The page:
Promoting effective student talk with dialogic teaching

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7th October 2020
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13th December 2020

Promoting effective student talk with dialogic teaching

Author: Eli Briasco, EAL Specialist

Think about the last lesson you taught to English language learners. I’m sure you did some form of planning beforehand. I imagine you probably asked several questions throughout the lesson as well. After all, the foundation of effective teaching is interaction with learners. However, did you think about the questions you were going to ask when you were planning? Did you write down any key questions?

This is a key consideration when teaching dialogically. Dialogic teaching is not a single set method of teaching, but rather an approach and professional outlook. It is underpinned by research, led by Robin Alexander, into the relationship between language, learning, thinking and understanding, as well as observational evidence on what makes for truly effective teaching. Results show that when teachers promote learner talk, both the teacher and the students themselves begin to better understand their thinking (Alexander, 2009).

Key considerations for dialogic teaching

In 2017, I was part of a Brunei Ministry of Education project which encouraged public school teachers to use a dialogic approach as part of a wider effort to improve students’ English literacy levels. I observed many lessons throughout the year and noticed a significant improvement in student engagement and the quality of language students were using in class. Below is a summary of key ideas and considerations for using a dialogic approach to promote effective discussion and maximise language learning opportunities for English language learners.

First, it is important to consider how we ask questions, the kind of questions we ask, and how we respond to students’ answers.

We can classify questions into three categories according to their function:

  • Testing questions: asked to assess students’ ability to state pre-learned language, facts or steps in a process. For example: ‘What is the verb in this sentence?’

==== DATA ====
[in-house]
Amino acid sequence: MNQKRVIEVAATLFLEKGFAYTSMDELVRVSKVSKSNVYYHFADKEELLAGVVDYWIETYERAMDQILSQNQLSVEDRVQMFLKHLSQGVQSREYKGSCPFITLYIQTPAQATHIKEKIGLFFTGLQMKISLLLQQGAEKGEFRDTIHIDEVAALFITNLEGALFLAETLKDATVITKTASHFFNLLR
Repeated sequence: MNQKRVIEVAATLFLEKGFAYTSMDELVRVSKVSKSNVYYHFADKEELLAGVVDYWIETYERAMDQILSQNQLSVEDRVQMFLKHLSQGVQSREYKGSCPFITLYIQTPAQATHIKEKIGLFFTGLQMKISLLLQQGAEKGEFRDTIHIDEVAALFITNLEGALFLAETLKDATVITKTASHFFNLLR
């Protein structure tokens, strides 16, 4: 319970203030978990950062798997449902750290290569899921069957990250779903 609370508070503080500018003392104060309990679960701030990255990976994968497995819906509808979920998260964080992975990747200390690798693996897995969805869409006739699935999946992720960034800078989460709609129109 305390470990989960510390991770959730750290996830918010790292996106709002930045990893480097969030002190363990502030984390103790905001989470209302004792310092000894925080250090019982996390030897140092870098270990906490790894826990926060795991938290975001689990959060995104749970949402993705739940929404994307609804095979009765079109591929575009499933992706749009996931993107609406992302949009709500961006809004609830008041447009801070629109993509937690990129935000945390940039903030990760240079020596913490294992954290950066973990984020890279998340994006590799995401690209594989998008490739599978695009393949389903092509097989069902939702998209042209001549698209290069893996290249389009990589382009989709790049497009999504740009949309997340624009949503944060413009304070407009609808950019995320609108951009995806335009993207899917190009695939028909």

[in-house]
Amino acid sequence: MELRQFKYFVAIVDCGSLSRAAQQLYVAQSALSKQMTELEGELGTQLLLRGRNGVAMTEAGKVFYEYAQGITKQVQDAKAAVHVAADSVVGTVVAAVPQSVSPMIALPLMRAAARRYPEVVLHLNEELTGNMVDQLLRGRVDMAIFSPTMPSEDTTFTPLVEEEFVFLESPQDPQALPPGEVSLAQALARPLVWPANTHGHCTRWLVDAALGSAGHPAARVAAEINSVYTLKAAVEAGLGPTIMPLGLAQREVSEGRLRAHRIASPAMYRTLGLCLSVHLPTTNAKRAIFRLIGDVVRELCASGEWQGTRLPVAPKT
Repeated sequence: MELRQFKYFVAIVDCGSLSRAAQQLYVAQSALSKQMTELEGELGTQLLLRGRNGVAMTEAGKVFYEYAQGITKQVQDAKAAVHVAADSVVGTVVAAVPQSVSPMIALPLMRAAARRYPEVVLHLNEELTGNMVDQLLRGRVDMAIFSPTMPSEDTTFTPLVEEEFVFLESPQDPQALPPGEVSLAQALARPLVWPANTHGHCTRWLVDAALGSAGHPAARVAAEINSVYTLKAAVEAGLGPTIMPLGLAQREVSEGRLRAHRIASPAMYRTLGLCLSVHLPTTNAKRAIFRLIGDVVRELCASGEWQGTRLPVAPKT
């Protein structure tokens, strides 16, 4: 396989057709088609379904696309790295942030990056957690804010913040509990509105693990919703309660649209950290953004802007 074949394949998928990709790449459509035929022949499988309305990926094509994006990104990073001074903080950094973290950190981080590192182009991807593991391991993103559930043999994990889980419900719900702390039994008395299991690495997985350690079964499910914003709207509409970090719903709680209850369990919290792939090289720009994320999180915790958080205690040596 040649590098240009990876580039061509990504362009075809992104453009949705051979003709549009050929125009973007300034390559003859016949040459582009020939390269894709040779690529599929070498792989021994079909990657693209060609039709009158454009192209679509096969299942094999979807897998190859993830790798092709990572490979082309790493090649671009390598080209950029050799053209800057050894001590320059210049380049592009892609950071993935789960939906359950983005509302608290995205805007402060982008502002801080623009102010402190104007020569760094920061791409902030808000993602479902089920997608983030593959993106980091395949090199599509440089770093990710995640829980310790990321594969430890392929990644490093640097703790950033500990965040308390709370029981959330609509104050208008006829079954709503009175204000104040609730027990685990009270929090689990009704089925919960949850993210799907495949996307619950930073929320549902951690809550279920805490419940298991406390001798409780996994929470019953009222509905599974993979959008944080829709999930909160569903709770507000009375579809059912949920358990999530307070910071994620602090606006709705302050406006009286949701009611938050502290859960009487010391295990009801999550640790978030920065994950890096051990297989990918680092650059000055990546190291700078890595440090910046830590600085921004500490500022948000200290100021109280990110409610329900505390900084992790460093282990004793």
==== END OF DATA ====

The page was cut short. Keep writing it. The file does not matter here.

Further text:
• Focusing questions: asked to draw students’ attention to particular features or ideas and support them in arriving at a particular answer. For example: ‘Are there any contractions used in this text?’
  • Genuine enquiry questions: asked to gather information from students, encourage them to think more deeply, and to understand their own thought processes. For example: ‘What do you think about…?’

Genuine enquiry questions

Whilst careful use of the first two types of questions can be justified when working with English language learners, they are not particularly good for promoting dialogue. Teachers already know the answers to these questions, and students are aware of this. As a result, students’ responses are often very short. 

Genuine enquiry questions, on the other hand, are more like the questions that students encounter in everyday life. Teachers generally do not know the answers and this sends the important message to learners that the teacher is interested in what they have to say. Well-thought-out genuine enquiry questions encourage students to think, explain, reason and form opinions.

Importantly, Alexander (2008) also points out that there’s little point in framing a well-conceived question if we fail to engage with the answer that our students give and hence with the understanding or misunderstanding which that answer reveals. Engaging in dialogue with students provides teachers with vital feedback on the progress of learning (Hattie, 2009).

Further considerations

We might therefore follow up responses by asking more questions to promote authentic discussion. We can encourage students to explain their thinking, or ask other students to comment. Consequently, students will listen to each other more carefully.

Another important consideration is wait and thinking time. Research shows that when teachers ask students questions, they typically wait less than one second for a response (Rowe, 1986). Further, after a student stops speaking, teachers react or respond with another question in less than one second.

Increasing wait time to three seconds leads to:

  • an increase in length of student response
  • students explaining their ideas more
  • students conjecturing more and asking more questions
  • an increase in student-student discourse
  • more students participating
  • teachers asking a wider range of questions
  • teachers’ responses becoming more varied

In situations where students might be shy about expressing their opinions or speaking up in class, role-play activities can go some way to reducing students’ inhibitions. Gupta and Lee (2015) suggest the use of a puppet role-play strategy to support English language learners as they participate in conversations about the content of a lesson they are learning. Student involvement in such activities provides opportunities for the teacher to monitor phonological, semantic, syntactic, and pragmatic usage of language.

In the downloadable resource accompanying this article you can find a series of question starters and responses that you might want to print off and refer to when planning lessons.



Alexander, R. (2008). Towards dialogic teaching: rethinking classroom talk (4th Edition). York: Dialogos.

Gupta, A. & Lee, G.L. (2015). Dialogic teaching approach with English language learners to enhance oral language skills in the content areas. International Journal of Language and Linguistics, 2(5).

Hattie, J. (2009). Visible learning. London: Routledge.

Rowe, M. B. (1986). Wait time: slowing down may be a way of speeding up. Journal of Teacher Education 37, 43-50.

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